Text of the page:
Your stomach needs some warning that food is on its way. If you grab and gobble, food will land in your stomach before it has time to produce digestive enzymes, with the result that food will not be properly broken down.
Take heed of the wise Chinese saying: the stomach has no teeth! If you don’t chew the food in your mouth, there is precious little chance that it will be chewed anywhere else.
Your body can’t run and eat at the same time. You know not to go swimming after eating, but did you realise that the same applies to rushing around the office, running to the shops and dashing for the bus?
Bowels should move
If your bowels don’t move every day, you are much more likely to suffer pain in the lower abdomen. Much of your bloatedness and ‘weight’ could be due to putrefying wastes sitting around inside you. Yuck. Use ground psyllium husks (my favourite brand is Lepicol) in water to bulk and soften the stool. This is not a laxative but makes that bowel movement easier and more frequent, painlessly. If you are severely constipated and this doesn’t work for you, try a natural laxative combining Linseed with the stimulating action of Senna and Frangula, but try it in small doses first as it is extremely effective with even the most stubborn bowel!
If you get alternating constipation and diarrhoea, treat the constipation, because ongoing constipation can be the cause of diarrhoea.
Chew your food
Yes, like your granny told you. Chewing not only starts to break the food up but it also sends signals to the stomach that food is on its way, and the stomach responds by producing digestive enzymes and stomach acid. Chewing is free! It amazes me how reluctant people are to do this simple thing!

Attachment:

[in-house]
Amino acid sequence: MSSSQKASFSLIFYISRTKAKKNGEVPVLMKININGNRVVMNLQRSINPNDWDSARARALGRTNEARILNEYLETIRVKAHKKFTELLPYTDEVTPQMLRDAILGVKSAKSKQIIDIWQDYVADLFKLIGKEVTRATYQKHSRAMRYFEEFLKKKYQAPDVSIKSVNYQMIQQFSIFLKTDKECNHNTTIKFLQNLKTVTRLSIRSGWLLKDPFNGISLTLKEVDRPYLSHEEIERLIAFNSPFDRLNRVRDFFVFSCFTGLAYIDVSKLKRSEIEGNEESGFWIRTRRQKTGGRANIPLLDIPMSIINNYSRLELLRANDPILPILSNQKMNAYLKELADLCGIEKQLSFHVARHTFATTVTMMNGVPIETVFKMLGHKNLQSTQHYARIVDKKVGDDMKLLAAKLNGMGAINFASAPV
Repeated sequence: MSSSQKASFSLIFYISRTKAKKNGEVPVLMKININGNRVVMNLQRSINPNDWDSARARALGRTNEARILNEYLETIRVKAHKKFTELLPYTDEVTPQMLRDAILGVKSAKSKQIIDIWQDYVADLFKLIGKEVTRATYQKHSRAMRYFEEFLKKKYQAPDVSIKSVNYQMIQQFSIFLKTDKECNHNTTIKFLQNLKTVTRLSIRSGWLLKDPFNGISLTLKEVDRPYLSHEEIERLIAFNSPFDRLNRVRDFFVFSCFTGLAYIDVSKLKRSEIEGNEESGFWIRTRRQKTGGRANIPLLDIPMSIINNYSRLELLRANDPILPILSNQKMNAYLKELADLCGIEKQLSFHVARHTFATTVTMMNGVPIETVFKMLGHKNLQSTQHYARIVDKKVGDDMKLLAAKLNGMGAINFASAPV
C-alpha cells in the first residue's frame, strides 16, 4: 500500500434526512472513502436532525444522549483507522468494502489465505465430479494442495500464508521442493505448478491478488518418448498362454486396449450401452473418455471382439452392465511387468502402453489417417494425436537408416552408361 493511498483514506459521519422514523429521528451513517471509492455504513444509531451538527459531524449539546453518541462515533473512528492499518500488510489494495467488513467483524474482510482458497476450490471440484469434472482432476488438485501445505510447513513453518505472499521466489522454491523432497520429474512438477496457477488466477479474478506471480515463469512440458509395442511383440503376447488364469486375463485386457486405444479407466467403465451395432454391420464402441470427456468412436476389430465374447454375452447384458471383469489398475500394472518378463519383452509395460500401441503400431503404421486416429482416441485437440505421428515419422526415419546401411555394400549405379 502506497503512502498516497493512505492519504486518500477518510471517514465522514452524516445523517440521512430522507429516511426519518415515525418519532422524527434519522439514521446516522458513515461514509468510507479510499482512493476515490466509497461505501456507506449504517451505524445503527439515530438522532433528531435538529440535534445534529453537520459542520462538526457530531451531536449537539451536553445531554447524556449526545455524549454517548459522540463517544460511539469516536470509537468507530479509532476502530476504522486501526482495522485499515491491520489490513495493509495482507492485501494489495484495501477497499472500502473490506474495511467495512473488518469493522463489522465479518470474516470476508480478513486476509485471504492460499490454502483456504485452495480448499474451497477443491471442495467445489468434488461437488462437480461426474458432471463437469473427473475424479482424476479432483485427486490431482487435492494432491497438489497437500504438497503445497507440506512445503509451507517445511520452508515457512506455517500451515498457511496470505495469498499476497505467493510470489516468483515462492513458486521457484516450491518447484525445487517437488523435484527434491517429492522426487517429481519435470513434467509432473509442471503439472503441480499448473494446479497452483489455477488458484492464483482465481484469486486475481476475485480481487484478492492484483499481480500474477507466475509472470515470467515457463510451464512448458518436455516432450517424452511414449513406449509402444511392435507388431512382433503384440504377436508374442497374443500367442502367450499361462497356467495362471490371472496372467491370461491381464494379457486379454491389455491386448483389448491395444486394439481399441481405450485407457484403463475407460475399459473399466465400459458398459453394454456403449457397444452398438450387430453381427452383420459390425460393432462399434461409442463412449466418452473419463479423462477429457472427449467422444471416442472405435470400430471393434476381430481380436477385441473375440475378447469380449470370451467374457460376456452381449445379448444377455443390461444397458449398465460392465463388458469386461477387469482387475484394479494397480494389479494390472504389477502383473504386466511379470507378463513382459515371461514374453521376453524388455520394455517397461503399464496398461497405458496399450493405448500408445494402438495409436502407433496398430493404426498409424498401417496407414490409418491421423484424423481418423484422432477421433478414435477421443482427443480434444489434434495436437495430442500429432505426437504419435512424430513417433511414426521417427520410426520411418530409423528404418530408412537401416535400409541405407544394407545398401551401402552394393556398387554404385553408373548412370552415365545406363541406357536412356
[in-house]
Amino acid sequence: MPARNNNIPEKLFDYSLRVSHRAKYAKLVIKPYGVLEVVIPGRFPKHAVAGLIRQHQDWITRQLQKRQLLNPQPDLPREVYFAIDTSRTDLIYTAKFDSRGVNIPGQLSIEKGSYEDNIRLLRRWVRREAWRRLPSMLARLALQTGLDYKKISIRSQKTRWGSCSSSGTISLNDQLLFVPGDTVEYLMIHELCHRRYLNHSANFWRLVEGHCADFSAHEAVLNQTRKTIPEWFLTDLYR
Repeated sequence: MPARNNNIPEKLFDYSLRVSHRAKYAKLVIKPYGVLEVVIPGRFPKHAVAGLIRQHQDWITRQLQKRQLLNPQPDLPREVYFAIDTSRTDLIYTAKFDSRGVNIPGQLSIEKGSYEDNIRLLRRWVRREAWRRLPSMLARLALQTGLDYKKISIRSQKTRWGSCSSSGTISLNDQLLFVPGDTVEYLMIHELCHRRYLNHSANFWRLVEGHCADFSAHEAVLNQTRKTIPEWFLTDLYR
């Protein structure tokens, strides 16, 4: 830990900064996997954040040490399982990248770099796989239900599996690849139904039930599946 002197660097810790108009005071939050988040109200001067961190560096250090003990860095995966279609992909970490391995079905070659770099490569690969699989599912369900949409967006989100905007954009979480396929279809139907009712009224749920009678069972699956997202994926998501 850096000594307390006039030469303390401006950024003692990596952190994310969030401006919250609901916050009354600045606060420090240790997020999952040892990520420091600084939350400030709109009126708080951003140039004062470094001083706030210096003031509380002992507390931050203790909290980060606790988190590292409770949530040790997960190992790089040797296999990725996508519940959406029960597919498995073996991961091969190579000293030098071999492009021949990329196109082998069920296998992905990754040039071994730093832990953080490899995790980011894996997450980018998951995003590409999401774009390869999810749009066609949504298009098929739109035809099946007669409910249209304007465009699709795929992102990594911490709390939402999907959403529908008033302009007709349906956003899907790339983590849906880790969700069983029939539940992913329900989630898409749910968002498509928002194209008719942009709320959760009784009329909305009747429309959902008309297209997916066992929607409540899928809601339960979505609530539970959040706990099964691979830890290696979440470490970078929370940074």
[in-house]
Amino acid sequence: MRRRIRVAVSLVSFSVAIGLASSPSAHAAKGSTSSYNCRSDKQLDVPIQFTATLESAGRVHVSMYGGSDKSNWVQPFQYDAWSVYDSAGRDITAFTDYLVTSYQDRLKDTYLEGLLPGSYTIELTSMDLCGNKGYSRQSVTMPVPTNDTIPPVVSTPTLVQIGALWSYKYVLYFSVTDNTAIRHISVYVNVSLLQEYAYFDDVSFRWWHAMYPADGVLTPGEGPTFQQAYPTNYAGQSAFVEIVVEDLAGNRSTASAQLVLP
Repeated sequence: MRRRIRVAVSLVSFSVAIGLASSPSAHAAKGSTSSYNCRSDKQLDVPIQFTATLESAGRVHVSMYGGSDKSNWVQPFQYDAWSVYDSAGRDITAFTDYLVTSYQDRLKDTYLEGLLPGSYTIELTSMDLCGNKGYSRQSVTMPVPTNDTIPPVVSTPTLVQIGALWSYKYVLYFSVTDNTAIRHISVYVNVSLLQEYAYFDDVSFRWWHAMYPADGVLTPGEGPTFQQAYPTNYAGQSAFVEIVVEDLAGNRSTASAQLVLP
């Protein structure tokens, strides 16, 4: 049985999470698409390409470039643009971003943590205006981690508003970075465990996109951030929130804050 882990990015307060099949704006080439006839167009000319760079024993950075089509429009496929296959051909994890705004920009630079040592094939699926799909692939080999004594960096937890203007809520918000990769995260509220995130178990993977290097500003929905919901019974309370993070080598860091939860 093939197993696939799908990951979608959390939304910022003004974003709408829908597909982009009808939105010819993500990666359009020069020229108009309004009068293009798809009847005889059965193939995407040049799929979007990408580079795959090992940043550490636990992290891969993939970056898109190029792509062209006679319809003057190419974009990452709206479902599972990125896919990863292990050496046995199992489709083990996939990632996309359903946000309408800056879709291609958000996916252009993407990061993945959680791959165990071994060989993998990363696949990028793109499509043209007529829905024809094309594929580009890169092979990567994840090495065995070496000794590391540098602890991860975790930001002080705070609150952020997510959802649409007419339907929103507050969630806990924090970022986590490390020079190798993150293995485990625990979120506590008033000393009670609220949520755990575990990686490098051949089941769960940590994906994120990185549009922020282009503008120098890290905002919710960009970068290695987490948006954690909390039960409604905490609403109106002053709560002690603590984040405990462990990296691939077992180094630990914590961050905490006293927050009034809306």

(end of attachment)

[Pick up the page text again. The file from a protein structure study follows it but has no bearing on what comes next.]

If you are a habitual gulper, hardly giving your food time to touch the sides, do the chewing thing (please!) but also use Centaury, a stomach bitter, to retrain your stomach. Taken 10 minutes before a meal, its bitter taste sends messages to the stomach to produce balanced amounts of the digestive juices. If you get that ‘stone in the stomach’ feeling, this will release it. Suffer from acid stomach? Centaury’s the herb for you. It will rebalance your stomach acid production, leaving you with the right amount to tackle your food. It is by far more effective than conventional antacids, I have found.
Give your body time to digest
Sit and relax. It’s not that hard, really. Don’t run around. Your body can’t digest if it’s running about.
And on the subject of bloating
It does seem to be one of the things that distresses people most. Getting the bowels moving and using the stomach bitters to improve the digestive reflexes will help minimise the bloat potential, but there are several foods that unfortunately encourage bloating as well as the painful spasms that can grip the whole abdomen, so you would be wise to avoid them.
- Wheat, including wheat-based cereals, bread, pasta and products using flour
- Coffee (sometimes tea, especially if drunk by the gallon – you know who you are, you tea addicts…)
- Dairy products
- Citrus fruits
- Fatty and fried foods
There is no need to retreat screaming into a corner. Every good health store will be able to provide you with alternatives in the way of wheat-free pasta, soya or rice or oat milk, and many more easily digestible goodies. Just ask. If you refuse to even contemplate changing your diet, you should stock up on Peppermint, which will reduce the worst of the pangs from your guts, soothing and calming the inner turmoil.